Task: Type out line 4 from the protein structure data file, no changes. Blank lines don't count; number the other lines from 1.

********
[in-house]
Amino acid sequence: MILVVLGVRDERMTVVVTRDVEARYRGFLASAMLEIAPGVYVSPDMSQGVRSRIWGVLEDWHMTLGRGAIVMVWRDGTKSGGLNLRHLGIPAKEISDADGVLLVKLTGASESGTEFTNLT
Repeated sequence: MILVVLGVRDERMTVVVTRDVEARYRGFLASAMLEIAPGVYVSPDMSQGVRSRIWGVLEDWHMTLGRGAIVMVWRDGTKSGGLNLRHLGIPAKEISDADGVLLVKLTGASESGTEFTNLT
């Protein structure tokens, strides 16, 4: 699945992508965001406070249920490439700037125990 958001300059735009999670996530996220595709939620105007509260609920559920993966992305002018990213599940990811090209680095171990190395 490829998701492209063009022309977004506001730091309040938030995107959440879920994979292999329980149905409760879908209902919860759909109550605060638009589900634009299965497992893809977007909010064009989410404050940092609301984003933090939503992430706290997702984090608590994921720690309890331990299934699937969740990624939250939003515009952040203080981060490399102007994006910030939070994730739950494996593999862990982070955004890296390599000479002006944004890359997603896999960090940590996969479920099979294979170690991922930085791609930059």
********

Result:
């Protein structure tokens, strides 16, 4: 699945992508965001406070249920490439700037125990 958001300059735009999670996530996220595709939620105007509260609920559920993966992305002018990213599940990811090209680095171990190395 490829998701492209063009022309977004506001730091309040938030995107959440879920994979292999329980149905409760879908209902919860759909109550605060638009589900634009299965497992893809977007909010064009989410404050940092609301984003933090939503992430706290997702984090608590994921720690309890331990299934699937969740990624939250939003515009952040203080981060490399102007994006910030939070994730739950494996593999862990982070955004890296390599000479002006944004890359997603896999960090940590996969479920099979294979170690991922930085791609930059």